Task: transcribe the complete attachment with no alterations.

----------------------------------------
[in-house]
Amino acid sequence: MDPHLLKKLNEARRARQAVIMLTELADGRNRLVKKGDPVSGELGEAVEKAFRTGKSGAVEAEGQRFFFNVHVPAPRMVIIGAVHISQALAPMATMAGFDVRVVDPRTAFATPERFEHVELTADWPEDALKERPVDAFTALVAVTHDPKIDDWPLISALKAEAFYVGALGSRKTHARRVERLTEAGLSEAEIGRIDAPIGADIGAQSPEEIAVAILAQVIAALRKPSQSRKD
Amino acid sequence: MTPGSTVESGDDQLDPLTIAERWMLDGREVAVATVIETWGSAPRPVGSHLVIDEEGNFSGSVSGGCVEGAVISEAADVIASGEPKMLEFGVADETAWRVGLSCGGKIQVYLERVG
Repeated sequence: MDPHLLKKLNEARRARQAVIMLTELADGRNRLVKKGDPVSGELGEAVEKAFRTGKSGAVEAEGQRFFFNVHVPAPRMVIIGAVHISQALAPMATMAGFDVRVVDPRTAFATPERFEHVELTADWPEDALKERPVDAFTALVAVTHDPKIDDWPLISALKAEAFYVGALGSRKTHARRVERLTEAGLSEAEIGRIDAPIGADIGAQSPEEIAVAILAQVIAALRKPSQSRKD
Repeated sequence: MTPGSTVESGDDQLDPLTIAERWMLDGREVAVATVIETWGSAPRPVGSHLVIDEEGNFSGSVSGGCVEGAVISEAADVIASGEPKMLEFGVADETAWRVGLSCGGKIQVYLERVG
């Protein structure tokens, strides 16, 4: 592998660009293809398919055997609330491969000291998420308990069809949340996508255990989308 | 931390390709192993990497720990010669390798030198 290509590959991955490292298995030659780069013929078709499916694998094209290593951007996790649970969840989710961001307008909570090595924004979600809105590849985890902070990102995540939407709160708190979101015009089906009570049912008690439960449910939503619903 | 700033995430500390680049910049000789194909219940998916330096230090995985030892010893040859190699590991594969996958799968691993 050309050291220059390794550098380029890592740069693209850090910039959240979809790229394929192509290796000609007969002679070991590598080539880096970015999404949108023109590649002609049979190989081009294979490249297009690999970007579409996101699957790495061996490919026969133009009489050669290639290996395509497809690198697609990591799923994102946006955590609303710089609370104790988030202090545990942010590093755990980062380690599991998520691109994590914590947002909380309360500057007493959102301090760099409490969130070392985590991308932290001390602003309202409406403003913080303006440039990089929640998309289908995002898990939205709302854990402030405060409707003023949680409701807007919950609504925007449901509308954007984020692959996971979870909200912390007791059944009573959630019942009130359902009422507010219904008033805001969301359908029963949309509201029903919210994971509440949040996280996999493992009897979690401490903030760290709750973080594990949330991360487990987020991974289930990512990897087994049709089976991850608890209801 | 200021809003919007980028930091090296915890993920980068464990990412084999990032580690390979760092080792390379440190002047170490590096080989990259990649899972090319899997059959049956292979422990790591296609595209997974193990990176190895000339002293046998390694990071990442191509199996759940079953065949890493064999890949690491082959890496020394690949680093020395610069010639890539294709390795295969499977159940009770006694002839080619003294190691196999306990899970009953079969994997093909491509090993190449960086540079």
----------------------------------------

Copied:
[in-house]
Amino acid sequence: MDPHLLKKLNEARRARQAVIMLTELADGRNRLVKKGDPVSGELGEAVEKAFRTGKSGAVEAEGQRFFFNVHVPAPRMVIIGAVHISQALAPMATMAGFDVRVVDPRTAFATPERFEHVELTADWPEDALKERPVDAFTALVAVTHDPKIDDWPLISALKAEAFYVGALGSRKTHARRVERLTEAGLSEAEIGRIDAPIGADIGAQSPEEIAVAILAQVIAALRKPSQSRKD
Amino acid sequence: MTPGSTVESGDDQLDPLTIAERWMLDGREVAVATVIETWGSAPRPVGSHLVIDEEGNFSGSVSGGCVEGAVISEAADVIASGEPKMLEFGVADETAWRVGLSCGGKIQVYLERVG
Repeated sequence: MDPHLLKKLNEARRARQAVIMLTELADGRNRLVKKGDPVSGELGEAVEKAFRTGKSGAVEAEGQRFFFNVHVPAPRMVIIGAVHISQALAPMATMAGFDVRVVDPRTAFATPERFEHVELTADWPEDALKERPVDAFTALVAVTHDPKIDDWPLISALKAEAFYVGALGSRKTHARRVERLTEAGLSEAEIGRIDAPIGADIGAQSPEEIAVAILAQVIAALRKPSQSRKD
Repeated sequence: MTPGSTVESGDDQLDPLTIAERWMLDGREVAVATVIETWGSAPRPVGSHLVIDEEGNFSGSVSGGCVEGAVISEAADVIASGEPKMLEFGVADETAWRVGLSCGGKIQVYLERVG
């Protein structure tokens, strides 16, 4: 592998660009293809398919055997609330491969000291998420308990069809949340996508255990989308 | 931390390709192993990497720990010669390798030198 290509590959991955490292298995030659780069013929078709499916694998094209290593951007996790649970969840989710961001307008909570090595924004979600809105590849985890902070990102995540939407709160708190979101015009089906009570049912008690439960449910939503619903 | 700033995430500390680049910049000789194909219940998916330096230090995985030892010893040859190699590991594969996958799968691993 050309050291220059390794550098380029890592740069693209850090910039959240979809790229394929192509290796000609007969002679070991590598080539880096970015999404949108023109590649002609049979190989081009294979490249297009690999970007579409996101699957790495061996490919026969133009009489050669290639290996395509497809690198697609990591799923994102946006955590609303710089609370104790988030202090545990942010590093755990980062380690599991998520691109994590914590947002909380309360500057007493959102301090760099409490969130070392985590991308932290001390602003309202409406403003913080303006440039990089929640998309289908995002898990939205709302854990402030405060409707003023949680409701807007919950609504925007449901509308954007984020692959996971979870909200912390007791059944009573959630019942009130359902009422507010219904008033805001969301359908029963949309509201029903919210994971509440949040996280996999493992009897979690401490903030760290709750973080594990949330991360487990987020991974289930990512990897087994049709089976991850608890209801 | 200021809003919007980028930091090296915890993920980068464990990412084999990032580690390979760092080792390379440190002047170490590096080989990259990649899972090319899997059959049956292979422990790591296609595209997974193990990176190895000339002293046998390694990071990442191509199996759940079953065949890493064999890949690491082959890496020394690949680093020395610069010639890539294709390795295969499977159940009770006694002839080619003294190691196999306990899970009953079969994997093909491509090993190449960086540079």